4  Conclusions

This work has proposed the GDFE-DRPNL framework for efficient wireless indoor positioning system. The GDFE-DRPNL framework is validated on distributed machine learning-based network architecture that comprises feature selection and position estimation. The feature selection achieves better positioning accuracy using the Gaussian Distributive feature Embedding technique. Followed by this, an efficient deep recurrent learning approach achieves high positioning system performance by integrating the selected features with the Deming regression learning technique through RSS signal measure. The results obtained demonstrate that the proposed framework is suitable for a robust indoor positioning system with minimum error. The localization framework is evaluated with two existing approaches in terms of different performance metrics. The observed evaluation results show that our proposed GDFE-DRPNL framework gives more accurate localization results with minimum positioning accuracy by 70% and 60%, time consumption is minimized by 45% and 55%, as well as overhead is reduced by 11% and 23% than PFRL and two-dimensional localization algorithms. In future, to enhance the accuracy and also reduce computational overhead the positioning of Wi-Fi devices for indoor floor planning could be carried out using ensemble learning techniques.

Funding Statement: The authors received no specific funding for this study.

Conflicts of Interest: The authors declare that they have no conflicts of interest to report regarding the present study.


  1. J. Villacrés, Z. Zhao, T. Braun and L. Zan, “A particle filter-based reinforcement learning approach for reliable wireless indoor positioning,” IEEE Journal on Selected Areas in Communications, vol. 37, no. 11, pp. 2457–2473, 2019.
  2. H. Guo, L. Huixia, J. Xiong and M. Yu, “Indoor positioning system based on particle swarm optimization algorithm,” Measurement, vol. 134, no. 4, pp. 908–913, 2019.
  3. X. Wang, L. Gao, S. Mao and S. Pandey, “CSI-based fingerprinting for indoor localization: A deep learning approach,” IEEE Transactions on Vehicular Technology, vol. 66, no. 1, pp. 763–776, 2017.
  4. Z. Zhao, J. L. Carrera, T. Braun and Z. Pan, “Conditional probability-based ensemble learning for indoor landmark localization,” Computer Communications, vol. 145, no. 2, pp. 319–325, 2019.
  5. A. B. Hernández, G. H. Peñaloza, D. M. Gutiérrez and F. Alvarez, “Swiblux: Multi-sensor deep learning fingerprint for precise real-time indoor tracking,” IEEE Sensors Journal, vol. 19, no. 19, pp. 3473–3486, 2019.
  6. T. Arsan and M. M. N. Hameez, “A clustering-based approach for improving the accuracy of UWB sensor-based indoor positioning system,” Mobile Information Systems, vol. 2019, no. 5, pp. 1–13, 2019.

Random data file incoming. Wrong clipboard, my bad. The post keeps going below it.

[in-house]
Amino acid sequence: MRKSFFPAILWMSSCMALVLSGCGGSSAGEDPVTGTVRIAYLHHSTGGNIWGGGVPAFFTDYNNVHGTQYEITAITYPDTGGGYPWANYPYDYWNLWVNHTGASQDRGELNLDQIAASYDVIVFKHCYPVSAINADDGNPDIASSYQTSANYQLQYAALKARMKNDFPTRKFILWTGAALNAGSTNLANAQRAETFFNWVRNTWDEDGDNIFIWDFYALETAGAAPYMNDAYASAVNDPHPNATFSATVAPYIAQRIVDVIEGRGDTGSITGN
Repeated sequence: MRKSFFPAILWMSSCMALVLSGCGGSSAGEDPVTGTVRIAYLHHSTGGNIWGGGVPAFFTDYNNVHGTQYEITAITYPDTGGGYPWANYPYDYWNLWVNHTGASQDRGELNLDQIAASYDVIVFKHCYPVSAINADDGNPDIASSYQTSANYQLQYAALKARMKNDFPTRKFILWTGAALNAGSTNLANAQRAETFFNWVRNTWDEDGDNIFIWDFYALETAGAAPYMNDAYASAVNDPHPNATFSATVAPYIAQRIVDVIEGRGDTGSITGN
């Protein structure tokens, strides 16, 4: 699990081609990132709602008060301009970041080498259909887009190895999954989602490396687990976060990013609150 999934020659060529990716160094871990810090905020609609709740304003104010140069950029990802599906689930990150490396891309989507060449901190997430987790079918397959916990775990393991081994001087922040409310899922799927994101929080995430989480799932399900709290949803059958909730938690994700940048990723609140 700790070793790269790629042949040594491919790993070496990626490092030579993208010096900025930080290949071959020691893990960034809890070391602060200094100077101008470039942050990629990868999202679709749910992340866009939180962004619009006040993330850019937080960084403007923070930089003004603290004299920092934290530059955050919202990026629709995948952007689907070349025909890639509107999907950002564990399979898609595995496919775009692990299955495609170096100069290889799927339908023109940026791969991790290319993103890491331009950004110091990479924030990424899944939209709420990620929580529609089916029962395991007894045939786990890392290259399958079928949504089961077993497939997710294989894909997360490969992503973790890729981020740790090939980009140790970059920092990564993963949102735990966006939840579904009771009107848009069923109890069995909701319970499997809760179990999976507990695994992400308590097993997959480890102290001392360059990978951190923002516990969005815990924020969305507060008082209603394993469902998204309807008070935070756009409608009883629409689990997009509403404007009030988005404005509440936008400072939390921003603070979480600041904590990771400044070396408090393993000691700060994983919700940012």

7. Y. Chen, W. Guan, J. Li and H. Song, “Indoor real-time 3-d visible light positioning system using fingerprinting and extreme learning machine,” IEEE Access, vol. 8, no. 3, pp. 13875–13886, 2019.
  8. C. Hsieh, J. Chen and B. Nien, “Deep learning-based indoor localization using received signal strength and channel state information,” IEEE Access, vol. 7, no. 4, pp. 33256–33267, 2019.
  9. T. Dag and T. Arsan, “Received signal strength based least-squares lateration algorithm for indoor localization,” Computers & Electrical Engineering, vol. 66, no. 4, pp. 114–126, 2018.
  10. G. Li, E. Geng, Z. Ye, Y. Xu, J. Lin et al., “Indoor positioning algorithm based on the improved RSSI distance model,” Sensors, vol. 18, no. 5, pp. 1–15, 2018.
  11. X. Tian, R. Shen, D. Liu, Y. Wen and X. Wang, “Performance analysis of RSS fingerprinting based indoor localization,” IEEE Transactions on Mobile Computing, vol. 16, no. 10, pp. 2847–2861, 2017.
  12. A. Abed and I. Qader, “RSS-Fingerprint dimensionality reduction for multiple service set identifier-based indoor positioning systems,” Applied Science, vol. 9, no. 2, pp. 1–22, 2019.
  13. N. Guan, Z. Wen and K. Sun, “Research on indoor positioning algorithm based on trilateral positioning and taylor series expansion,” Int. Conf. on Computational Modeling, Simulation and Applied Mathematics, Bangkok, Thailand, pp. 1–6, 2016.
  14. L. F. Ibrahim, H. A. Salman, S. Y. Sery and Z. Taha, “Using clustering techniques to plan indoor femtocell base stations layout in multi-floors,” The Computer Journal, vol. 62, no. 6, pp. 919–930, 2019.
  15. V. S. Devi, T. Ravi and S. B. Priya, “Cluster based data aggregation scheme for latency and packet loss reduction in WSN,” Computer Communications, vol. 149, no. 4, pp. 36–43, 2020.
  16. C. H. Yang, Y. D. Lin and L. Y. Chuang, “Class balanced multifactor dimensionality reduction to detect gene–gene interactions,” IEEE/ACM Transactions on Computational Biology and Bioinformatics, vol. 17, no. 1, pp. 71–81, 2020.
  17. W. Yongdong, X. Dong-Wei, P. Peng, L. Yi, Z. Gui-Jun et al., “Kernel PCA for road traffic data non-linear feature extraction,” IET Intelligent Transport Systems, vol. 13, no. 8, pp. 1291–1298, 2019.
  18. M. Sivasathya and S. MaryJoans, “Image feature extraction using non-linear principle-component analysis,” Procedia Engineering, Elsevier, vol. 38, no. 3, pp. 911–917, 2012.
  19. C. Saravanakumar, “An authentication technique for accessing de-duplicated data from private cloud using one time password,” International Journal of Information Security and Privacy, vol. 11, no. 2, pp. 1–10, 2017.
  20. P. Mohan, M. Sundaram, S. Satpathy and S. Das, “An efficient technique for cloud storage using secured de-duplication algorithm,” Journal of Intelligent & Fuzzy Systems, vol. 41, no. 2, pp. 2969–2980, 2021.
  21. A. Vinothini and B. P. Sankarlingam, “Survey of machine learning methods for big data applications,” in Int. Conf. on Computational Intelligence in Data Science (ICCIDS) IEEE, India, pp. 1–5, 2017.
  22. K. Balasaravanan, “Detection of dengue disease using artificial neural network based classification technique,” International Journal of Engineering and Technology UAE, vol. 7, no. 1.3, pp. 97–103, 2017.
images This work is licensed under a Creative Commons Attribution 4.0 International License, which permits unrestricted use, distribution, and reproduction in any medium, provided the original work is properly cited.